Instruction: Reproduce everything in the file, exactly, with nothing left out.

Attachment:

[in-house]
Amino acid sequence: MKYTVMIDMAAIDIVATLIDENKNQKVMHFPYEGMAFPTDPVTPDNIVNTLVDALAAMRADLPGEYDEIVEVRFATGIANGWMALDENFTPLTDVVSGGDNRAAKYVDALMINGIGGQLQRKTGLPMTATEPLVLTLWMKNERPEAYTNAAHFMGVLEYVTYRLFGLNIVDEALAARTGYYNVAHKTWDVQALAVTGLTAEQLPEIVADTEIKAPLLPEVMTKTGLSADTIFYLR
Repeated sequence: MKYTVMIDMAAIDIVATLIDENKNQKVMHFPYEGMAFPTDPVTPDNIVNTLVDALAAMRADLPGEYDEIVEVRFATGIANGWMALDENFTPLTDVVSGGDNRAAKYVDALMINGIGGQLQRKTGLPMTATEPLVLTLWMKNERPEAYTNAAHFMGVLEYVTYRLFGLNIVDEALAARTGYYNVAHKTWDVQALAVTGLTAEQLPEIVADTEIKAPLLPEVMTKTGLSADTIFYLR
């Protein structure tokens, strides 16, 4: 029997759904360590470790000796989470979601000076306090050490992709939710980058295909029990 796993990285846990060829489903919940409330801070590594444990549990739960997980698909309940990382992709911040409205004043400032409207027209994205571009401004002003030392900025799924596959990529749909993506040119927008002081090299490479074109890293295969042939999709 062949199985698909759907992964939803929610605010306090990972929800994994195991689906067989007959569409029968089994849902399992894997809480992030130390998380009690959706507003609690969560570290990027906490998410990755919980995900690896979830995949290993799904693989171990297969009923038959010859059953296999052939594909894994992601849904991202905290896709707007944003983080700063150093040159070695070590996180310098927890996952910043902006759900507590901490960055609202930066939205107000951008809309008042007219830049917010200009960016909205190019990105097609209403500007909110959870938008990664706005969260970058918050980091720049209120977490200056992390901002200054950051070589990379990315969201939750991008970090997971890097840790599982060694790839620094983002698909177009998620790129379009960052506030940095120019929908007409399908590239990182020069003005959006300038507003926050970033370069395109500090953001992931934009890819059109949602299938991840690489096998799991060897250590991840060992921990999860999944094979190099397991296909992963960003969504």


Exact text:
[in-house]
Amino acid sequence: MKYTVMIDMAAIDIVATLIDENKNQKVMHFPYEGMAFPTDPVTPDNIVNTLVDALAAMRADLPGEYDEIVEVRFATGIANGWMALDENFTPLTDVVSGGDNRAAKYVDALMINGIGGQLQRKTGLPMTATEPLVLTLWMKNERPEAYTNAAHFMGVLEYVTYRLFGLNIVDEALAARTGYYNVAHKTWDVQALAVTGLTAEQLPEIVADTEIKAPLLPEVMTKTGLSADTIFYLR
Repeated sequence: MKYTVMIDMAAIDIVATLIDENKNQKVMHFPYEGMAFPTDPVTPDNIVNTLVDALAAMRADLPGEYDEIVEVRFATGIANGWMALDENFTPLTDVVSGGDNRAAKYVDALMINGIGGQLQRKTGLPMTATEPLVLTLWMKNERPEAYTNAAHFMGVLEYVTYRLFGLNIVDEALAARTGYYNVAHKTWDVQALAVTGLTAEQLPEIVADTEIKAPLLPEVMTKTGLSADTIFYLR
């Protein structure tokens, strides 16, 4: 029997759904360590470790000796989470979601000076306090050490992709939710980058295909029990 796993990285846990060829489903919940409330801070590594444990549990739960997980698909309940990382992709911040409205004043400032409207027209994205571009401004002003030392900025799924596959990529749909993506040119927008002081090299490479074109890293295969042939999709 062949199985698909759907992964939803929610605010306090990972929800994994195991689906067989007959569409029968089994849902399992894997809480992030130390998380009690959706507003609690969560570290990027906490998410990755919980995900690896979830995949290993799904693989171990297969009923038959010859059953296999052939594909894994992601849904991202905290896709707007944003983080700063150093040159070695070590996180310098927890996952910043902006759900507590901490960055609202930066939205107000951008809309008042007219830049917010200009960016909205190019990105097609209403500007909110959870938008990664706005969260970058918050980091720049209120977490200056992390901002200054950051070589990379990315969201939750991008970090997971890097840790599982060694790839620094983002698909177009998620790129379009960052506030940095120019929908007409399908590239990182020069003005959006300038507003926050970033370069395109500090953001992931934009890819059109949602299938991840690489096998799991060897250590991840060992921990999860999944094979190099397991296909992963960003969504």